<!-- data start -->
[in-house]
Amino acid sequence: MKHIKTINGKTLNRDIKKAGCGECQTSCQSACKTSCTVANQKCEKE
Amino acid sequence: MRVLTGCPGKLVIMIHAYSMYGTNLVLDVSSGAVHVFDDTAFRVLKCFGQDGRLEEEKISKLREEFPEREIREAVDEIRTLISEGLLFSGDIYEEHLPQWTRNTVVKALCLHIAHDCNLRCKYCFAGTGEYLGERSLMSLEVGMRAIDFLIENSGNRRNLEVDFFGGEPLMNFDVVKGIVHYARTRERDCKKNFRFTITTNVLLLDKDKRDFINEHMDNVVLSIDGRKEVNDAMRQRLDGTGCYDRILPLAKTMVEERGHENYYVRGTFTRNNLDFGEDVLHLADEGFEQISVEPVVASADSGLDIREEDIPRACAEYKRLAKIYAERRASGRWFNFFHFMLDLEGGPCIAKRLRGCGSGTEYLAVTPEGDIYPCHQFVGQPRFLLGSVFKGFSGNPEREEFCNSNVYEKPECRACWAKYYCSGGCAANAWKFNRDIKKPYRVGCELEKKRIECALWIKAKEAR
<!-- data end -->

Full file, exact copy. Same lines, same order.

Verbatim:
[in-house]
Amino acid sequence: MKHIKTINGKTLNRDIKKAGCGECQTSCQSACKTSCTVANQKCEKE
Amino acid sequence: MRVLTGCPGKLVIMIHAYSMYGTNLVLDVSSGAVHVFDDTAFRVLKCFGQDGRLEEEKISKLREEFPEREIREAVDEIRTLISEGLLFSGDIYEEHLPQWTRNTVVKALCLHIAHDCNLRCKYCFAGTGEYLGERSLMSLEVGMRAIDFLIENSGNRRNLEVDFFGGEPLMNFDVVKGIVHYARTRERDCKKNFRFTITTNVLLLDKDKRDFINEHMDNVVLSIDGRKEVNDAMRQRLDGTGCYDRILPLAKTMVEERGHENYYVRGTFTRNNLDFGEDVLHLADEGFEQISVEPVVASADSGLDIREEDIPRACAEYKRLAKIYAERRASGRWFNFFHFMLDLEGGPCIAKRLRGCGSGTEYLAVTPEGDIYPCHQFVGQPRFLLGSVFKGFSGNPEREEFCNSNVYEKPECRACWAKYYCSGGCAANAWKFNRDIKKPYRVGCELEKKRIECALWIKAKEAR